How to avoid Library and Symbol drops in crate "libloading"

I want to liberally use Library and Symbol from the libloading crate, to load and retrieve symbols from a plugin library that I or other programmers may create.

However, libloading::Library::new() drops and closes the library as soon as it goes out of scope. Similarly, it seems Symbols can't be called when they go out of scope (I tried and there is a core dump).

I could dynamically allocate them, but I don't want to use unsafe code if at all possible.

What is the best way to keep Library and Symbol around?

static, Lazy, Mutex, HashSet<Library> comes to mind.


This is a bad idea because it guarantees that you can't unload the lib anymore, even if you drop the &'static Library that results from it.

Well either you want to drop it or you don't want to drop it ...

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My point is that it takes away flexibility rather than add it.

One alternative solution is to just wrap each Library instance in an Arc<T>. That way you can use it as normal, pass it around like an owned value, and if/when you're done with a Library, you simply drop all bindings to that Arc<Library>.

Well, you know, my actually day-work (in C#) is a use case where we do not want to unload a Plugin library, for stupuid™ Business reasons.

But in principle, I agree: Avoid Box::leak, if possible.

But also note, AFAIK, unloading a library is hard. On MacOS, it is Impossible if you use thread-local storage.

I don't think there's anything wrong with using Box::leak here if you don't want it to be unloaded. Another similar option is mem::forget, or putting it in a global variable.


You already can't rely on unloading to work across platforms. Musl implements dlclose as no-op, macOS only supports unloading in certain cases and thread locals (which libstd uses) can throw a wrench in unloading too.

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That's a bit of a nasty surprise. With basic building blocks lacking at the OS (and ABI) level, no wonder writing plugins in Rust is such a PITA.

If you are using bindgen for converting your C header to Rust function definitions, you should check out the --dynamic-loading flag (or the dynamic_library_name() method if calling bindgen from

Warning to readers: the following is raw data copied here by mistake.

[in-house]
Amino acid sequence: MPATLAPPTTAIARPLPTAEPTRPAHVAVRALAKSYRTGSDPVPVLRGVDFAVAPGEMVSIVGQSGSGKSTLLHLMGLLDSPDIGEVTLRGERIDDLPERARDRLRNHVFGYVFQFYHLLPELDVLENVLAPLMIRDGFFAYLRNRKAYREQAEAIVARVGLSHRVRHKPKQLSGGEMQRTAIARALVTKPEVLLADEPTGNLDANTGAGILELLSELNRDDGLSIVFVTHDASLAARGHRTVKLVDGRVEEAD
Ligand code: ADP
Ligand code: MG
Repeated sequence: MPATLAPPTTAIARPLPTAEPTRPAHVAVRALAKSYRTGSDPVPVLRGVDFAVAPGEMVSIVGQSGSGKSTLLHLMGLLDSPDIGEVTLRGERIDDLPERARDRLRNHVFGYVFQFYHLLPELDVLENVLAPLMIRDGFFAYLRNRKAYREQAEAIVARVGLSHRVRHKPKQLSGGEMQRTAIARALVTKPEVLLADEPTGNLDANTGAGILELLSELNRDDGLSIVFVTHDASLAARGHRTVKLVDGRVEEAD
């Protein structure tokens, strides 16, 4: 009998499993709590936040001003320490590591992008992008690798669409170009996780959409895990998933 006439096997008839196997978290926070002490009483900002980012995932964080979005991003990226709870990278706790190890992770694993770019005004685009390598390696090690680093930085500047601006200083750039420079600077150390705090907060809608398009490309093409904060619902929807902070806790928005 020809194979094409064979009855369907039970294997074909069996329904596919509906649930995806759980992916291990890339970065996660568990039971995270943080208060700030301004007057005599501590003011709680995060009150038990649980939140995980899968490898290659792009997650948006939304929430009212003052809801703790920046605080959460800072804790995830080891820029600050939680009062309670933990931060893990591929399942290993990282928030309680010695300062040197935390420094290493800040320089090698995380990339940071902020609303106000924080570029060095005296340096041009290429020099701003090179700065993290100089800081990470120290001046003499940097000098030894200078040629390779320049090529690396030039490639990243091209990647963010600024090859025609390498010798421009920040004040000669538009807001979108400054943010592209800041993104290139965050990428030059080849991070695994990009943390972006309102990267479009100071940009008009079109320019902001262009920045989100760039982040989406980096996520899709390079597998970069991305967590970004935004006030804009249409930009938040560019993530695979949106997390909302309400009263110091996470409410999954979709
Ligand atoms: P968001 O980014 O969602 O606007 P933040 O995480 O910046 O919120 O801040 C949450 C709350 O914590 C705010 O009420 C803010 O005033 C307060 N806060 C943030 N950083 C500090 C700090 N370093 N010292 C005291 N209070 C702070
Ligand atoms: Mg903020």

This generates a struct which contains your libloading::Library and pointers for any functions you are binding to. That way you don't run into issues around lifetimes and use-after-frees.

For example, I can use the following header file...

// people.h
struct person {
	const char name[16];

void print_name(struct person *p);

... and this is the output I get from bindgen --dynamic-loading people people.h:

/* automatically generated by rust-bindgen 0.63.0 */

#[derive(Debug, Copy, Clone)]
pub struct person {
    pub name: [::std::os::raw::c_char; 16usize],
fn bindgen_test_layout_person() {

extern crate libloading;

pub struct People {
    __library: ::libloading::Library,
    pub print_name: Result<unsafe extern "C" fn(p: *mut person), ::libloading::Error>,

impl People {
    pub unsafe fn new<P>(path: P) -> Result<Self, ::libloading::Error>
        P: AsRef<::std::ffi::OsStr>,
        let library = ::libloading::Library::new(path)?;

    pub unsafe fn from_library<L>(library: L) -> Result<Self, ::libloading::Error>
        L: Into<::libloading::Library>,
        let __library = library.into();
        let print_name = __library.get(b"print_name\0").map(|sym| *sym);
        Ok(People {

    pub unsafe fn print_name(&self, p: *mut person) -> () {
            .expect("Expected function, got error."))(p)

Unloading plugin and correctly handling TLS (and dtor) is almost impossible. It's much simpler to just leak the library at this point.